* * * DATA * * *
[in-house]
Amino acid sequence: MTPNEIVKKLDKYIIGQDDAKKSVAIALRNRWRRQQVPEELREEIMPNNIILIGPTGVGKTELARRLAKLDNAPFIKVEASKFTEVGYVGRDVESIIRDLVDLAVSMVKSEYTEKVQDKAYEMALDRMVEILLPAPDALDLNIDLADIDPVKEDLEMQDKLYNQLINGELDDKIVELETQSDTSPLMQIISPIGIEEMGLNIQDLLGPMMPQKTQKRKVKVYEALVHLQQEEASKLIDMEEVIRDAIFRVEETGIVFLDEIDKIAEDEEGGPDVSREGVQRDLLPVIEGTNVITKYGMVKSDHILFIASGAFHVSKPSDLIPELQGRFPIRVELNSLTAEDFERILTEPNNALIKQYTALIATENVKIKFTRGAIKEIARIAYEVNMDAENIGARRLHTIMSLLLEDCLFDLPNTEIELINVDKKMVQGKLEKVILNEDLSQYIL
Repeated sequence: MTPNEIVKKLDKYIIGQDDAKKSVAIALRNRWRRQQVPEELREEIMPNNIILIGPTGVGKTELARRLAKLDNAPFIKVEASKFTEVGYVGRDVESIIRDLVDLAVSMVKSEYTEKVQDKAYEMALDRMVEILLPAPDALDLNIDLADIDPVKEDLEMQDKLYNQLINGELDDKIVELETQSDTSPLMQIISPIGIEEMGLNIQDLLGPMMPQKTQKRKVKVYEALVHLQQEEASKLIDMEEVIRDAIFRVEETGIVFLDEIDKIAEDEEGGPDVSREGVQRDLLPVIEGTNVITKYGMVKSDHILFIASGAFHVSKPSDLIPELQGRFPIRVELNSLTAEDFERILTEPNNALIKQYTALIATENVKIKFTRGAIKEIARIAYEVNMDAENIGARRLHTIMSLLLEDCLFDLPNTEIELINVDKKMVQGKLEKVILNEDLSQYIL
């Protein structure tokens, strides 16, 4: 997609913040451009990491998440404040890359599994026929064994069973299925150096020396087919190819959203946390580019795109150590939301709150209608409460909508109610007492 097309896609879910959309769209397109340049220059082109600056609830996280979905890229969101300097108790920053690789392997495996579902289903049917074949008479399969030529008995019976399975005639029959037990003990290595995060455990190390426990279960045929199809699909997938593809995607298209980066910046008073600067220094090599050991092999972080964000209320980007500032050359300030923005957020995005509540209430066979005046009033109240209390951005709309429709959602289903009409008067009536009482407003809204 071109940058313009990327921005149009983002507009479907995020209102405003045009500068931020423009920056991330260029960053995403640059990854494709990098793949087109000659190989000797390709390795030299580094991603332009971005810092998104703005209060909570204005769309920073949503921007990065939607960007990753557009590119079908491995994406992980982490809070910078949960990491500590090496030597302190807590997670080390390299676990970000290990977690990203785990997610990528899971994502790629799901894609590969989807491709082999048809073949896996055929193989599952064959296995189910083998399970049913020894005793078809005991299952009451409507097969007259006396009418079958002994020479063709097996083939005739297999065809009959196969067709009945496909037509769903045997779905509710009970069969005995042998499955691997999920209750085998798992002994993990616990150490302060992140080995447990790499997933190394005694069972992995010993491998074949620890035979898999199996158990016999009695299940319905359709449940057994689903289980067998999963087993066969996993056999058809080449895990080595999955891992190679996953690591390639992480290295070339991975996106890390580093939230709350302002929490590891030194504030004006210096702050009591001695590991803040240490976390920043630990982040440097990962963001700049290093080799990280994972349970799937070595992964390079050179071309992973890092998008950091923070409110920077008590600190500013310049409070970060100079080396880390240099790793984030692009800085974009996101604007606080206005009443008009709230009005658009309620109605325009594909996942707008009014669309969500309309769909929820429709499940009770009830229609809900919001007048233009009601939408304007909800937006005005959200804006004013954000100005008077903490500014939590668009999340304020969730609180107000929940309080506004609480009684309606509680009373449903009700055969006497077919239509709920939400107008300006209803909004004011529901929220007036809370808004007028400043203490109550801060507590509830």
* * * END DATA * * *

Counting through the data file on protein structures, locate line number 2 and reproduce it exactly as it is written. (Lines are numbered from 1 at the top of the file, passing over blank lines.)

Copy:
Amino acid sequence: MTPNEIVKKLDKYIIGQDDAKKSVAIALRNRWRRQQVPEELREEIMPNNIILIGPTGVGKTELARRLAKLDNAPFIKVEASKFTEVGYVGRDVESIIRDLVDLAVSMVKSEYTEKVQDKAYEMALDRMVEILLPAPDALDLNIDLADIDPVKEDLEMQDKLYNQLINGELDDKIVELETQSDTSPLMQIISPIGIEEMGLNIQDLLGPMMPQKTQKRKVKVYEALVHLQQEEASKLIDMEEVIRDAIFRVEETGIVFLDEIDKIAEDEEGGPDVSREGVQRDLLPVIEGTNVITKYGMVKSDHILFIASGAFHVSKPSDLIPELQGRFPIRVELNSLTAEDFERILTEPNNALIKQYTALIATENVKIKFTRGAIKEIARIAYEVNMDAENIGARRLHTIMSLLLEDCLFDLPNTEIELINVDKKMVQGKLEKVILNEDLSQYIL